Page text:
Acora SRC-1 Speakers Miraculous In Many Ways

By Jeff Dorgay

Acora’s Scott Sefton opened the door with their stand mount SRB speakers a while back, delivering a lovely experience. Even their stand mount speakers generate a lot of low-frequency energy from a compact enclosure.

Like a well tuned, high-performance car, it’s not just one aspect of the speaker that excites the senses. Still, a system that all parameters have been carefully optimized from driver choice to crossover components to their inert cabinets – made entirely of granite.

Valerio Cora, the man who designs the Acora speakers, chooses different driver combinations for each of their three loudspeakers for best effect. A casual look makes it seem like he’s merely added a larger woofer and then two in the bigger SRC-2 model. This is not the case.

Where the SRB uses a beryllium tweeter, the SRC-1 features a soft dome tweeter. This accounts for the SRC-1 sounding slightly less forward than the SRB. It’s not a huge difference, much like moving back about five seats in a good hall. The largest speaker in their range offers more bass extension and dynamic ability as well. In this respect, the Acora speakers remind me of a Magnepan or the old Acoustat ESL speakers in that you choose the speaker for the size room you intend to place it in.

All three speakers share a family sound delivering a relatively similar performance when used in the correct sized room. Other a little bit of ultimate bass extension, the SRB in a small room at modest to loud levels sounds remarkably similar to the bigger Acora models in progressively larger rooms. This is no small engineering feat.

Rather than make you wait to the end, here’s the money quote: the SRC-1 is the most neutral speaker I’ve had the pleasure of listening to. We are keeping these to become part of my living room reference setup because they are such a great place to start when reviewing other components. They are that good. Will they be the speaker for you? Read on and see if this approach makes sense. I’ll do my best.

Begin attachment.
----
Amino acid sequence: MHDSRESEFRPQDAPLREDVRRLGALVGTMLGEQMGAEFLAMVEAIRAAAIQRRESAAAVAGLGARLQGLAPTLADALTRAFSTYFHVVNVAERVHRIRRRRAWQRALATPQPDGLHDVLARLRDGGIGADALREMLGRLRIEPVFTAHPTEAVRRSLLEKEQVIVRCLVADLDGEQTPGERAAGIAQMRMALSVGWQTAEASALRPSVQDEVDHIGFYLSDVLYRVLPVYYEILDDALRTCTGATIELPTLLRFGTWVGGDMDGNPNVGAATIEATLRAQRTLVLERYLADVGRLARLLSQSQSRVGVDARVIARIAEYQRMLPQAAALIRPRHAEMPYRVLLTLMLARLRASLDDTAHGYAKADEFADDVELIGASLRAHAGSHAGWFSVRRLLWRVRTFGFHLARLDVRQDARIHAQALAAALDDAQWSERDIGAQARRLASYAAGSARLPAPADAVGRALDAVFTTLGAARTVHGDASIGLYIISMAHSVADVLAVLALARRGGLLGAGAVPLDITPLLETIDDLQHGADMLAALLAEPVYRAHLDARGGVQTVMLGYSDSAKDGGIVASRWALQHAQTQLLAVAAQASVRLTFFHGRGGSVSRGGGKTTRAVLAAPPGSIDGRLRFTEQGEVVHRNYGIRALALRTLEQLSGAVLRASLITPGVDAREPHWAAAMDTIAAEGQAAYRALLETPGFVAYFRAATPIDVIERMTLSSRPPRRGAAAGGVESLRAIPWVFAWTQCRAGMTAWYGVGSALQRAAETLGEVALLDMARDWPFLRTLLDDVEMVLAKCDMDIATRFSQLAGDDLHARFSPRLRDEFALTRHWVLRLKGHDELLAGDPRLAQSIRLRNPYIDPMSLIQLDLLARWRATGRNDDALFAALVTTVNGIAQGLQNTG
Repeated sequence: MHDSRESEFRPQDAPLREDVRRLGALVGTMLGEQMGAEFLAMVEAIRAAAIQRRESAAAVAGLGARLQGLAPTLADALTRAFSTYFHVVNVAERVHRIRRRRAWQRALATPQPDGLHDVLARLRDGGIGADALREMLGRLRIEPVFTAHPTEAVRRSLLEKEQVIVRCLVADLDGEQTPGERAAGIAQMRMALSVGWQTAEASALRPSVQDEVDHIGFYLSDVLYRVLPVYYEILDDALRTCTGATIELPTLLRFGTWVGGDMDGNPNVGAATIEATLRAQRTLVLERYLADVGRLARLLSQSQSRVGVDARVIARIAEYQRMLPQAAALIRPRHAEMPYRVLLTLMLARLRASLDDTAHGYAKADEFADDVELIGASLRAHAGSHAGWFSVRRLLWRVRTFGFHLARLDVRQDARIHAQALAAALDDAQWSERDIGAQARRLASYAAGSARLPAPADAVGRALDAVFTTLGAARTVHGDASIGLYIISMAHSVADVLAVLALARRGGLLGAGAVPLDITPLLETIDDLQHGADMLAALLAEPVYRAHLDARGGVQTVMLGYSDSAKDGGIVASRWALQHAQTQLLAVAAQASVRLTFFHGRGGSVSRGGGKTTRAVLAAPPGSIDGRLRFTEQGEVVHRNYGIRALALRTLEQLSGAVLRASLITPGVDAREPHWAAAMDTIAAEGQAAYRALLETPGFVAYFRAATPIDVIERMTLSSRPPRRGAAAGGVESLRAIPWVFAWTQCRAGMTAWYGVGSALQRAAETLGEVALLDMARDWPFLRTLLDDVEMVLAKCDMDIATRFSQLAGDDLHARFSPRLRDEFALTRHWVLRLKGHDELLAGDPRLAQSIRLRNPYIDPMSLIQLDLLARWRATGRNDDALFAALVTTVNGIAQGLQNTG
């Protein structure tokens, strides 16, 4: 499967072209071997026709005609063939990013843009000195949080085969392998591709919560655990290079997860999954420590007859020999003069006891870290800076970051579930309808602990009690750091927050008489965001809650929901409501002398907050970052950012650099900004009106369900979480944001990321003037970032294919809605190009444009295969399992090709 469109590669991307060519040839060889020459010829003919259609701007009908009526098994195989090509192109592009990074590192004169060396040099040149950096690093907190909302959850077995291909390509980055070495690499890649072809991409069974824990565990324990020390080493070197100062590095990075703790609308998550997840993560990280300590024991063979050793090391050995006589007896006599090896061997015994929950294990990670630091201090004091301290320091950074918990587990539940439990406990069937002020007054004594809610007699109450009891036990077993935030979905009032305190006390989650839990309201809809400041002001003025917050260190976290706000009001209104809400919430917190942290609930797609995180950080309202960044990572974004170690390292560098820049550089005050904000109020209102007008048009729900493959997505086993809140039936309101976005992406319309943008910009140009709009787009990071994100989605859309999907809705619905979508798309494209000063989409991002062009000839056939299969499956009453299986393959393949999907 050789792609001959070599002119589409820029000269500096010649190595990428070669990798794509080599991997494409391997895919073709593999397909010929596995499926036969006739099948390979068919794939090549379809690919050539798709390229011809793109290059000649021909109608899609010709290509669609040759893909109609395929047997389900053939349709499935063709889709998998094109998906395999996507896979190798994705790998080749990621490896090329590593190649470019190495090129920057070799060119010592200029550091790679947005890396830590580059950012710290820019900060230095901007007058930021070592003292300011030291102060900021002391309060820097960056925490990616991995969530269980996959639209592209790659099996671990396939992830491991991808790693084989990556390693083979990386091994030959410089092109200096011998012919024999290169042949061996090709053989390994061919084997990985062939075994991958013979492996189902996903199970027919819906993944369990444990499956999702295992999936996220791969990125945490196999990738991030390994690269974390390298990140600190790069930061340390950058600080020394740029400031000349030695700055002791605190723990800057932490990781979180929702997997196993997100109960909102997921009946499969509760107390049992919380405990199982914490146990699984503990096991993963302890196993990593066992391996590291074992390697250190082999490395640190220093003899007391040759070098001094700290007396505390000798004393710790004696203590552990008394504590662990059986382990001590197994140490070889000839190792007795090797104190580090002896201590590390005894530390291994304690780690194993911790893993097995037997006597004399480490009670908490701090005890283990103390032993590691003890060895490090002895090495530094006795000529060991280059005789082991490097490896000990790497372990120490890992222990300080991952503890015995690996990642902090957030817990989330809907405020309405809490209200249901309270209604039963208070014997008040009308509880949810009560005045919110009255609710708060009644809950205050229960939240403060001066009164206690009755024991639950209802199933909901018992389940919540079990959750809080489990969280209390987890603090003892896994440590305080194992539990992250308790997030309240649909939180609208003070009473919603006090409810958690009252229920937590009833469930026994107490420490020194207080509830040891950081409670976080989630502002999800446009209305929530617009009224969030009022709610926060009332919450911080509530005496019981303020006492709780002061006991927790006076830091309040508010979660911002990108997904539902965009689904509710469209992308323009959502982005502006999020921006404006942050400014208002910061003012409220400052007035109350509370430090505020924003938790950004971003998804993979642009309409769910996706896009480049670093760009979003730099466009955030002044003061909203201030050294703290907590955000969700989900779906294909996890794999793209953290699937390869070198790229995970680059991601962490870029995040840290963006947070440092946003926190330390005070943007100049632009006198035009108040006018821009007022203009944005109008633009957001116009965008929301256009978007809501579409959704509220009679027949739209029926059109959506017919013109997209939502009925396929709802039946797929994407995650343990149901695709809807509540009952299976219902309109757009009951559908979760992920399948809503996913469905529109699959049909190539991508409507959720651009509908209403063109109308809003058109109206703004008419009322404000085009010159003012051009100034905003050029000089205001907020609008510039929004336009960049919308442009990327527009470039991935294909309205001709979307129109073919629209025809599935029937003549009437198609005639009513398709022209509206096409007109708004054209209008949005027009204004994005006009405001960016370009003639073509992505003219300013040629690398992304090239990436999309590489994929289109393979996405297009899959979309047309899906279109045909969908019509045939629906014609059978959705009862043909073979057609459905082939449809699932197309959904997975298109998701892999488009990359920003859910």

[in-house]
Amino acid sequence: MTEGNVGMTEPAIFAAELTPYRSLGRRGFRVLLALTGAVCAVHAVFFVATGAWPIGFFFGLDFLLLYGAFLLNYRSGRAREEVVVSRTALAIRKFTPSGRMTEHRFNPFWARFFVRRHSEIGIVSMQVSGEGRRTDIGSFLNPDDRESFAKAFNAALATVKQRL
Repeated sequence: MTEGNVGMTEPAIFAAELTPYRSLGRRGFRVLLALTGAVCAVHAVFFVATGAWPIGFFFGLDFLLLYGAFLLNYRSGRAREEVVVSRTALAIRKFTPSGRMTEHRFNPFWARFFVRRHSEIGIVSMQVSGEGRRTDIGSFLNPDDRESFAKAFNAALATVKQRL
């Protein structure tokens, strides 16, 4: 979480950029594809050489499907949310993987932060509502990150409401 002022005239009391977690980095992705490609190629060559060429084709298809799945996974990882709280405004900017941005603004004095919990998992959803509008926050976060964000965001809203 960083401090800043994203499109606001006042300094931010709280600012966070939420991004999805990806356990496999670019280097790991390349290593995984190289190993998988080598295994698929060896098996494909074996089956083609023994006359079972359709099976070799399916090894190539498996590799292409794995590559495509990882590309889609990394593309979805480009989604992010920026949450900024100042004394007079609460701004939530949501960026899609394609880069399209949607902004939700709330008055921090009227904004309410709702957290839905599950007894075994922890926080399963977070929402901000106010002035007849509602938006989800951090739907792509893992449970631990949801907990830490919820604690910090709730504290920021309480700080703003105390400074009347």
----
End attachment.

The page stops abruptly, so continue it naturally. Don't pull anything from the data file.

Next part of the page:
Lack of coloration

Everyone perceives sound differently (just as we do color), and everyone has different goals for their HiFi system. If your priorities lean towards tonal accuracy, it’s easy to get too much of a good thing, ending up with strident speakers that wear on you after extended periods in the listening chair. At times, that extra dose of resolution that catches your ear at a HiFi show or in a dealer showroom is too much in your room after a few long days. Hyper detail can be a cruel and painful addiction.

The SRC-1s do not suffer from this issue in the slightest. The closest comparison that comes to mind is the 3000 series Boulder monoblock amplifiers. They are highly resolving yet not fatiguing, imposing no sonic signature of their own. You can listen to them all day without the slightest bit of fatigue or boredom. They offer an unmatched clarity that is unfortunately out of reach for most music lovers at just over $300k per pair. You can’t get that much money for both of your kidneys. At $28,000/pair, the SRC-1s are not out of reach. Easter’s coming; sedate a family member after dinner, snatch a kidney, bam. They won’t miss it.